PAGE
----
Man with eye damage from 1962 eclipse: Don’t make the same mistake I did.

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Man with eye damage from 1962 eclipse: Don’t make the same mistake I did.

Lou Tomososki and his friend were walking home from high school in Oregon one day in 1962 when they looked up in the sky.

For weeks earlier, the whole town had been talking about an upcoming eclipse. But now was their chance to actually see it. As they watched, staring up at the sun, Lou saw flashes of light in his field of vision.

He had no idea they were the first signs of permanent eye damage. He experienced solar retinopathy, damage to his eye’s retina caused by the sun. Anyone who stares at the sun can get this blind spot.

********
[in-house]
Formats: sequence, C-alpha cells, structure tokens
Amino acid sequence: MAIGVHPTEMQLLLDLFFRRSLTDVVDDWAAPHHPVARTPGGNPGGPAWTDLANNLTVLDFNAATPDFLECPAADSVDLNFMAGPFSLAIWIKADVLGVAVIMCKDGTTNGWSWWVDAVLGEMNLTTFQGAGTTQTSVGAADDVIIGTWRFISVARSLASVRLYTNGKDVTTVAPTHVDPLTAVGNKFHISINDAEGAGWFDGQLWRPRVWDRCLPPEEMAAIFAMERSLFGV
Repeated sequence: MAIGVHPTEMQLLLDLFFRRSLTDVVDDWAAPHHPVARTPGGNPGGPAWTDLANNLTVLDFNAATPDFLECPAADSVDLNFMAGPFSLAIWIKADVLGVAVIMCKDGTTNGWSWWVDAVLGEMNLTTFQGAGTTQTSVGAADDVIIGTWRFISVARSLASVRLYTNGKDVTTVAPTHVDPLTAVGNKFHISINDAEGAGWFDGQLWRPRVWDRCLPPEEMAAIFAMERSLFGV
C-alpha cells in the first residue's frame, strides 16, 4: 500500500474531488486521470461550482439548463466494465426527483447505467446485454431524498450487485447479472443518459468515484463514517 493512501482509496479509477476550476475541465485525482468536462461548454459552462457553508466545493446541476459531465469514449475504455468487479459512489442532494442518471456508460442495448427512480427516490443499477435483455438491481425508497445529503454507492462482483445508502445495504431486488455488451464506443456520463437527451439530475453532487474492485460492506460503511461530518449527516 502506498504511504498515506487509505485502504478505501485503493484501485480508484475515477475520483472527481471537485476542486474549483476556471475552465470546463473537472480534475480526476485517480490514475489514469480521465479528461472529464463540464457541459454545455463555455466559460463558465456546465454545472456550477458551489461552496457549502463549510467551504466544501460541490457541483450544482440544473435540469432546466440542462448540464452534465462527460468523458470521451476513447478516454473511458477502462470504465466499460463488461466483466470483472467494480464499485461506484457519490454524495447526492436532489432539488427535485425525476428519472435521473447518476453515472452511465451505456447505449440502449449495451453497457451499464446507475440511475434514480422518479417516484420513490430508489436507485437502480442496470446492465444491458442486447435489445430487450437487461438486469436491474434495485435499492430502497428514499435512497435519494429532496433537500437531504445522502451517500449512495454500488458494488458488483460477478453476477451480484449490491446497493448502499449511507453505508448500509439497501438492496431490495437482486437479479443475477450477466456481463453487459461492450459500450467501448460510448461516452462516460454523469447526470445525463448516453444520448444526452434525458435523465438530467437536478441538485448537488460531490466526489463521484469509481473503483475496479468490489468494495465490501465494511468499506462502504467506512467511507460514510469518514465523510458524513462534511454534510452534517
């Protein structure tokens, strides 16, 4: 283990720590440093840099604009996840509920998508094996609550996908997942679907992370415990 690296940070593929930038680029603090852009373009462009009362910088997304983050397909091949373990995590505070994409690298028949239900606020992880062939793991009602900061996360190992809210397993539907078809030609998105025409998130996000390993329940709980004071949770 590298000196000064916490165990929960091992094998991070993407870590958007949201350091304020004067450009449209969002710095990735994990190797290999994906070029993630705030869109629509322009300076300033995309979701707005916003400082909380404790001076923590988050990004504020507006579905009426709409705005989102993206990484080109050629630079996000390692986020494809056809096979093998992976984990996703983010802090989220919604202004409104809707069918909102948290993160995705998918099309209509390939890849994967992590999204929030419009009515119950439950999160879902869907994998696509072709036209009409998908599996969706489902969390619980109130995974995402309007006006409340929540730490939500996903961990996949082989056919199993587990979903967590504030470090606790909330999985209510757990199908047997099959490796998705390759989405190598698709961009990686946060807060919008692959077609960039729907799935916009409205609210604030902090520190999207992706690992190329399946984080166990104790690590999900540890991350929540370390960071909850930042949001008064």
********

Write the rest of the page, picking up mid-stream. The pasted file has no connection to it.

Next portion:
Now he has a blind spot in the center of his right eye that persists to this day. He still struggles to see out of his right eye.

Lou is sharing his story now because of the upcoming August 2017 eclipse, and he doesn’t want what happened to him to happen to others.

“Millions of people out there are going to be looking out at it … How many of them are going to say, ‘Something happened to my eyes?’” he told Today. “That makes me sick.”

It’s not just eyes that can suffer. Cell phone cameras and sensors can also burn out when being aimed directly at the sun. To be safe, special eclipse glasses should be worn. Or, you can build your own pinhole viewer — advice that Lou was given back in the day that he wishes he had followed.

Hear Lou’s story in the video below, and be safe when experiencing this momentous cosmic event…






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